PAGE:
It is also about (un)learning and adaptability. Over time, these tools can also be applied to Staff on Demand (e.g., Tongal) and Community & Crowd. DNA/neuro recruitment and team formation Recruitment and team formations based on DNA profiling (suitability for the job based on particular hormones, neurotransmitters and health risks) and neuro profiling (right attitude, emotions, focus, truth-telling, passion, avoiding cognitive bias). AIs will recommend which people should work together and how to form teams for different tasks. Peer learning and coaching Programming software schools such as MIT and France’s Ecole 42 have no faculty, relying instead on peer learning; such institutions are highly cost-effective. HR will copy these models for better knowledge-creation and skills-transfer between employees. P2P reputation systems Internal and external reputation measured by communities (Mode, GitHub, LoveMachine, Klout, LinkedIn, etc.).

Quantified Employee/teams Employee and team health monitoring provides actionable insights based on body health (fatigue, concentration, movement, rest and relaxation), thus helping to avoid mistakes, stress, productivity loss and burnout. Employee DNA, biome and biomarkers used to minimize health risks, resistance to flu, etc. Neuroenhancement Neurotechnology used to improve mood, employee capabilities (accelerated learning, focus, reading, sleep, mental state, avoiding cognitive bias) and help combat social phobias (nervousness and fear of contact or connection). Tools and services that help with the mental well-being of employees, such as Happify and ThriveOn. Combined with sensors, these tools teach wellness, resilience and other core life skills; they also measure their impact. Virtual Reality (VR), currently in limited use with Oculus Rift and Google Glass, and slated for future initiatives such as High Fidelity, will not only profoundly affect recruitment and collaboration, but will also have the potential to disrupt work as we know it today.

pages: 354 words: 91,875

The Willpower Instinct: How Self-Control Works, Why It Matters, and What You Can Doto Get More of It by Kelly McGonigal


banking crisis, bioinformatics, Cass Sunstein, choice architecture, cognitive bias, delayed gratification, game design, impulse control, lifelogging, loss aversion, meta analysis, meta-analysis, phenotype, Richard Thaler, Wall-E, Walter Mischel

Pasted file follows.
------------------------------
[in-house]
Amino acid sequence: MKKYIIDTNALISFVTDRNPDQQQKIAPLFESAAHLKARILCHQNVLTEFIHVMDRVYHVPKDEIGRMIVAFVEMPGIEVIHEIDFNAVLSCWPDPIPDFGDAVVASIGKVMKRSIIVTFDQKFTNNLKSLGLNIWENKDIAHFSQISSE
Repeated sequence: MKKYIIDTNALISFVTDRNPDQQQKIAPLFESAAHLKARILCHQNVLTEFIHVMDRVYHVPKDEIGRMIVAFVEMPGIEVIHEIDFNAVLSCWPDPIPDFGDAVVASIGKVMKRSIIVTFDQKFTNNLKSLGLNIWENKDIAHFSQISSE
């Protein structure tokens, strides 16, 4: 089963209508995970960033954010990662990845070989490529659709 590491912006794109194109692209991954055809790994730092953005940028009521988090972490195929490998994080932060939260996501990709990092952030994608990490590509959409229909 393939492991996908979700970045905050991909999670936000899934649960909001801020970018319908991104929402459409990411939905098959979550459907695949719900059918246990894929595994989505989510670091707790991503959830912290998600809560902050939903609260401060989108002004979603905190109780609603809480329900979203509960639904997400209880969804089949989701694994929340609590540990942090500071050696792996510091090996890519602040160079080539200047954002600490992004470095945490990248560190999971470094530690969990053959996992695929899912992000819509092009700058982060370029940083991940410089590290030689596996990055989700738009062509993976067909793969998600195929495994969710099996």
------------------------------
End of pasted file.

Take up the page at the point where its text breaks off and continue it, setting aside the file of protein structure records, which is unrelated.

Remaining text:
This leads to a second problem: When you try to push a thought away, and it keeps coming back to your mind, you are more likely to assume that it must be true. Why else would the thought keep resurfacing? We trust that our thoughts are important sources of information. When a thought becomes more frequent and harder to pull yourself away from, you will naturally assume that it is an urgent message that you should pay attention to. This cognitive bias seems to be hardwired in the human brain. We estimate how likely or true something is by the ease with which we can bring it to mind. This can have unsettling consequences when we try to push a worry or desire out of our minds. For example, because it’s easy to remember news stories about plane crashes (especially if you are a fearful flier handing over your boarding pass), we tend to overestimate the likelihood of being in a crash.

putting the future on sale time to wait, time to give in value of precommitment Willpower Experiment Lower Your Discount Rate Meet Your Future Self Precommit Your Future Self Wait Ten Minutes internal conflict ironic rebound avoiding I want, I will, I won’t neuroscience of “I want” power frustrated mom finds her want power “I won’t” power avoiding ironic rebound chocoholic takes inspiration from Hershey’s Kisses cognitive bias daughter makes peace with her anger inner acceptance, outer control Under the Microscope Investigating Ironic Rebound What’s on Your Most-Wanted List? no-dieting diet no smoking power of acceptance social anxiety disorder surfing urge to complain thought suppression dieting negativity thought suppression doesn’t work “white bears,” Willpower Experiment Accept Those Cravings—Just Don’t Act on Them Feel What You Feel, But Don’t Believe Everything You Think Surf the Urge Turn Your “I Won’t” Into “I Will,” Kivetz, Ran know thyself Knutson, Brian Kotchen, Matthew J.